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LAPD's car impound policy gets hearing today
This morning the L.A. Police Commission is hearing about a proposal that would change the LAPD's impound policy for unlicensed drivers.
The proposal by Police Chief Charlie Beck that would ease the penalties for some unlicensed drivers who have their cars towed and impounded. Some immigration activists and the ACLU have been fighting for such reform, saying it’s unfair to undocumented immigrants who cannot receive licenses in California. Beck has since also said he thinks illegal immigrants should have access to driver's licenses.
Under Beck's impound proposal, drivers would have to show valid identification, car registration and proof of insurance in order to avoid a mandatory 30-day impound. Drivers who were at fault in an accident, who had their licenses suspended, revoked or had been caught previously driving without a license would not qualify.
Woof you like fries with that? Dogs now permitted on restaurant patios
Waiter, there's a dog in my soup.
L.A. County officials said Monday that dogs are now legally permitted to enjoy the luxury of outdoor restaurant dining alongside their owners. The new rule lets pups populate enclosed and fenced-off patios that were previously off-limits.
Under the new guidlines, they are not allowed on chairs or tables. You can not buy them a beer or rent them shoes or let them bowl your turn. And all pet pals must enter the restaurant patio through an outdoor gate (no dining room walk-throughs).
The change goes into effect immediately, KTLA reports, and each restaurant can decide whether or not to cater to canines or continue to ban the bark at outdoor tables.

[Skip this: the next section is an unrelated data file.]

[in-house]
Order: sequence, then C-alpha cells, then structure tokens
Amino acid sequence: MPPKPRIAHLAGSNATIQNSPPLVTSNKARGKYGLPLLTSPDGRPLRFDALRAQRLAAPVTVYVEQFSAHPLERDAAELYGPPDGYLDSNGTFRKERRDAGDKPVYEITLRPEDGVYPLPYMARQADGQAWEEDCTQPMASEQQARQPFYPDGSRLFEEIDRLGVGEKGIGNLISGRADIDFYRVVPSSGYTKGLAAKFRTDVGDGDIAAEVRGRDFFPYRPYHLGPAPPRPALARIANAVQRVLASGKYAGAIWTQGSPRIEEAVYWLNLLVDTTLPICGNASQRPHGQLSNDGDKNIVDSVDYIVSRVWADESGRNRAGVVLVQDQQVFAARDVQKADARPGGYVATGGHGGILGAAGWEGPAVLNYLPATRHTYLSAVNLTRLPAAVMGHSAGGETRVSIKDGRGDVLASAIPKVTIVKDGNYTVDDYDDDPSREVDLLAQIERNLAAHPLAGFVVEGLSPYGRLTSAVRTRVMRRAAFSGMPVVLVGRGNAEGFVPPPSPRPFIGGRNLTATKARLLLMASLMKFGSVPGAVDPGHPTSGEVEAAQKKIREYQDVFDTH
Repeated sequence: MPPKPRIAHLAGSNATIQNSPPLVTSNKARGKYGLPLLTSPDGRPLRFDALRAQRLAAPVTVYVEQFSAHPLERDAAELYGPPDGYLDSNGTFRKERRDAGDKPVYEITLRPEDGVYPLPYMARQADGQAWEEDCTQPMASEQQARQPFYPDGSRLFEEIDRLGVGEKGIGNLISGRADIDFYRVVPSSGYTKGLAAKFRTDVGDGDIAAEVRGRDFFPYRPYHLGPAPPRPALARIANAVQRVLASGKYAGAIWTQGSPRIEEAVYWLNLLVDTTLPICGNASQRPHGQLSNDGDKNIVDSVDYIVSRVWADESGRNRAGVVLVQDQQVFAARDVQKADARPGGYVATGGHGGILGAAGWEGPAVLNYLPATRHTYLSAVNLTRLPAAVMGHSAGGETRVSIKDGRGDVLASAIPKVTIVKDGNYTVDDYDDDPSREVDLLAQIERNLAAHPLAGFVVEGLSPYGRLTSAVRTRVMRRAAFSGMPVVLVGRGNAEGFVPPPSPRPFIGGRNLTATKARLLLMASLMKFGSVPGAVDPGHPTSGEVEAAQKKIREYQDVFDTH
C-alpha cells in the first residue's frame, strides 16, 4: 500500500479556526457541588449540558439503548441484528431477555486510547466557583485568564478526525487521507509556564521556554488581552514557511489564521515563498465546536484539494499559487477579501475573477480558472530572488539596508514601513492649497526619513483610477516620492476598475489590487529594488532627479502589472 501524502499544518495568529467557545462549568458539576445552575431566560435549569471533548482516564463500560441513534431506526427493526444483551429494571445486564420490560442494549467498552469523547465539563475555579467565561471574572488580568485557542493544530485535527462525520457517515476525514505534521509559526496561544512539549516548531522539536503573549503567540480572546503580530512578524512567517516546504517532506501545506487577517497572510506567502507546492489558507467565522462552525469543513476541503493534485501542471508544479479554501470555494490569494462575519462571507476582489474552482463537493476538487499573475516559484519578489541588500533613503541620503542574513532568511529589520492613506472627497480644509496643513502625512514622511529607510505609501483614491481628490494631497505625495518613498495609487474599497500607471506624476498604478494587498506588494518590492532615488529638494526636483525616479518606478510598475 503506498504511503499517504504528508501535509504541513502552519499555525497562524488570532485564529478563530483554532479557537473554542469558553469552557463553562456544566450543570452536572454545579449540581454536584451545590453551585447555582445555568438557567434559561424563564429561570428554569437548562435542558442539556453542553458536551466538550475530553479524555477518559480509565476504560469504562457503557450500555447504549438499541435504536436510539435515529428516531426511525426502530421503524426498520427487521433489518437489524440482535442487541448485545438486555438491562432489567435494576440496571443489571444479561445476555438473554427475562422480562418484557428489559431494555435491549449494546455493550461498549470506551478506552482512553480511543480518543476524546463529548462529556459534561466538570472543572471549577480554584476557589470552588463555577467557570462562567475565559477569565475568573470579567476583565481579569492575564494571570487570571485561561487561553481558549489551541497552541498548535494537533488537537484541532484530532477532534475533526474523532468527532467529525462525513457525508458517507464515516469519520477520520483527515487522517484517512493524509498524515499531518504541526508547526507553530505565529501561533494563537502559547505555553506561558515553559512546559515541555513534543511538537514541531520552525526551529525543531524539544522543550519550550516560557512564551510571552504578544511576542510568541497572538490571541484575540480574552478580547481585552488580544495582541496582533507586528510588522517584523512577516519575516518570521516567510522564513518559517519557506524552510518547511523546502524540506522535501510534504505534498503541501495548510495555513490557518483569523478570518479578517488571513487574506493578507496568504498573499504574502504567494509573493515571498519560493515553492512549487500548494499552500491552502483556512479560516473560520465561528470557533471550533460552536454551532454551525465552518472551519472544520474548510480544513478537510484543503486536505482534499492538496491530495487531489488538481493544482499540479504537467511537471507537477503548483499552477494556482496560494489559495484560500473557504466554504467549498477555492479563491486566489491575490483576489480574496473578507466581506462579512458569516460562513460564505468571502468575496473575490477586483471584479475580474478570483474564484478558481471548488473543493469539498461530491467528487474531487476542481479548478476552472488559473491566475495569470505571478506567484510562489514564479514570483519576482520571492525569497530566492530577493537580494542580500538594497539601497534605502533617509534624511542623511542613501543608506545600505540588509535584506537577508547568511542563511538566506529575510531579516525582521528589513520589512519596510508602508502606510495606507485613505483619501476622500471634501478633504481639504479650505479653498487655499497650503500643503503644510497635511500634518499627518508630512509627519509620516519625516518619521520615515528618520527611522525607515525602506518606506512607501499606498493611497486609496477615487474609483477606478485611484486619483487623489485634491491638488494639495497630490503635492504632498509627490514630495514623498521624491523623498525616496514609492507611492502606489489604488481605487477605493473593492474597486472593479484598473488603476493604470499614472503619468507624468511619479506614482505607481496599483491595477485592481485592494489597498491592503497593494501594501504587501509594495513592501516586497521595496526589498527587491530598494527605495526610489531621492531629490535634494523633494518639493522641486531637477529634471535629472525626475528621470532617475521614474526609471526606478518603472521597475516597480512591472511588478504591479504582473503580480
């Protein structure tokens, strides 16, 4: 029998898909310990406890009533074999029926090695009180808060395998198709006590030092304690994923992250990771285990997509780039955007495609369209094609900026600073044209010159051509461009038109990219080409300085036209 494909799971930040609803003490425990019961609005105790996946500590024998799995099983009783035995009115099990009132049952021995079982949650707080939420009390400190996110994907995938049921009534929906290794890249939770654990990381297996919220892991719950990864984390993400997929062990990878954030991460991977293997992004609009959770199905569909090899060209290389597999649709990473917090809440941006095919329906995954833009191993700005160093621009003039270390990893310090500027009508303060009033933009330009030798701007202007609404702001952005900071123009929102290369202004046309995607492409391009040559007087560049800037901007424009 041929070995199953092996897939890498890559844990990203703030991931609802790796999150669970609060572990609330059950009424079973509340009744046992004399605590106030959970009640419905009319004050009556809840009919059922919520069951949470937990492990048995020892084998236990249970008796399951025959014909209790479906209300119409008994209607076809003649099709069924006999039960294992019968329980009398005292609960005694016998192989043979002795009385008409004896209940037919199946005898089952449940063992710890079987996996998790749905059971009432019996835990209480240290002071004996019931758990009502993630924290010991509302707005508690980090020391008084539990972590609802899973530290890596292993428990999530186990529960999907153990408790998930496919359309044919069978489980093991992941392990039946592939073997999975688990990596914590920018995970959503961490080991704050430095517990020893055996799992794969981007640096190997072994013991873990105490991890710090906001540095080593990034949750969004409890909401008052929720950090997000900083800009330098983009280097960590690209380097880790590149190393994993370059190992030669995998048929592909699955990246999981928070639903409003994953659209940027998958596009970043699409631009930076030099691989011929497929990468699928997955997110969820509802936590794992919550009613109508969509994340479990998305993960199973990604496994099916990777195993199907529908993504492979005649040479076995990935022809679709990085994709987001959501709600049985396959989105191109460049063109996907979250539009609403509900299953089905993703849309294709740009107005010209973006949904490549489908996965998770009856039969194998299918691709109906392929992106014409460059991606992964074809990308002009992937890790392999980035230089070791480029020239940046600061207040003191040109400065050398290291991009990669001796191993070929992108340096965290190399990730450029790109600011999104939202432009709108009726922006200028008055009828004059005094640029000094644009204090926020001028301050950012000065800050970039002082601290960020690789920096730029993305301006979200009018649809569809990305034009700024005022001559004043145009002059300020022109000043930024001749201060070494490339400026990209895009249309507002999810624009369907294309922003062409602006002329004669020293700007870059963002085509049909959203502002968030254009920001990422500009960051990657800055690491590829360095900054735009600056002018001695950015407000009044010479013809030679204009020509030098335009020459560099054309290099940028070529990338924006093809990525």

Cities with their own public heath agencies, like Long Beach, Pasadena and Vernon, are not included in the measure.
It's always sunny in Pasadena: A quiet real estate rise in the City of Roses
The giant MLS in the sky has been shining brightly on the City of Roses, revealing an interesting truth about the real estate market in Pasadena.
Just outside of Los Angeles County, where home prices dropped about ten percent from 2010-2011, there's a realm of real estate that's reportedly on the rise.
Offering small-town conveniences and big city cultural outposts, the "charming refuge 20 miles from Beverly Hills" gives city folk a still-commutable "escape from clamor," all without sacrificing unique architecture, The Hollywood Reporter details in a recent magazine piece.
The median price of houses sold in the wealthy 91105 and 91106 Zip codes rose from $888,500 in 2010 to $907,165 in 2011. "Despite the general market decline, here it's remained pretty strong -- if anything, we're lacking in good inventory," says Ted Clark, a broker at Deasy/Penner & Partners.
What the hail?! Cold weather storm is freaking out L.A.
The less-than-sunny weather that was supposed to leave on Tuesday has decided to stay a while in Los Angeles and get its head together. Temperature highs in the 50s will be crashing on your couch until further notice.
A cold weather storm is currently freaking out the Southland with a flurry of hail, snow, wind, rain, rip tides, dangerous swells, a bit of thunder and traffic accidents, says the National Weather Service and the California Highway Patrol.
The CHP closed Interstate 5 through the Grapevine on Monday afternoon as light snow began falling on the mountain pass, the L.A. Times reported.
The NWS issued a Winter Weather Advisory for the mountains until 10:00 p.m. Monday. Keep an eye open for snow around 2500-foot elevations, gusty winds from 20-45 miles per hour, and slick roads. For the board-toting beaches-goers, the weather service warns of high surf up to nine feet, and dangerous, quick-moving currents.
Metro reaches for the emergency brake on South L.A bus line
Transit giveth, and transit taketh away. Metro's 305 bus line, a vital route servicing Willowbrook to Westwood, faces elimination in the not-so-distant glow of the Expo light rail.
The 305 route tacks across 20 miles of Los Angeles providing direct access to Westside jobs for residents of financial struggling communities in South Los Angeles. Cutting this, and other lines, would mean no more point A to point B commuting, but instead, transfers that will cost more money and time.
"County transportation officials have been trying to eliminate or reduce service on the 305 and other bus lines for more than a year. They have already tackled some lines and last week approved a report that could clear a federal government hurdle allowing them to institute further cuts," reports the L.A. Times.